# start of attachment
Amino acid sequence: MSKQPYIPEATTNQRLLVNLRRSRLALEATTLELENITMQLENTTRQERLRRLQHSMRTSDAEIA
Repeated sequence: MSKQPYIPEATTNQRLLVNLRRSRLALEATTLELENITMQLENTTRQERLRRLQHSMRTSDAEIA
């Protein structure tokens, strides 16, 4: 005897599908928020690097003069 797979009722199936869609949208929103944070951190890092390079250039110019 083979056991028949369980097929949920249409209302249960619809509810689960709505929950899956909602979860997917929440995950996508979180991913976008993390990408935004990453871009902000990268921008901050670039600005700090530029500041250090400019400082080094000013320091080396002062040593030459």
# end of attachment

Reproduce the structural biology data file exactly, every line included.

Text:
Amino acid sequence: MSKQPYIPEATTNQRLLVNLRRSRLALEATTLELENITMQLENTTRQERLRRLQHSMRTSDAEIA
Repeated sequence: MSKQPYIPEATTNQRLLVNLRRSRLALEATTLELENITMQLENTTRQERLRRLQHSMRTSDAEIA
């Protein structure tokens, strides 16, 4: 005897599908928020690097003069 797979009722199936869609949208929103944070951190890092390079250039110019 083979056991028949369980097929949920249409209302249960619809509810689960709505929950899956909602979860997917929440995950996508979180991913976008993390990408935004990453871009902000990268921008901050670039600005700090530029500041250090400019400082080094000013320091080396002062040593030459």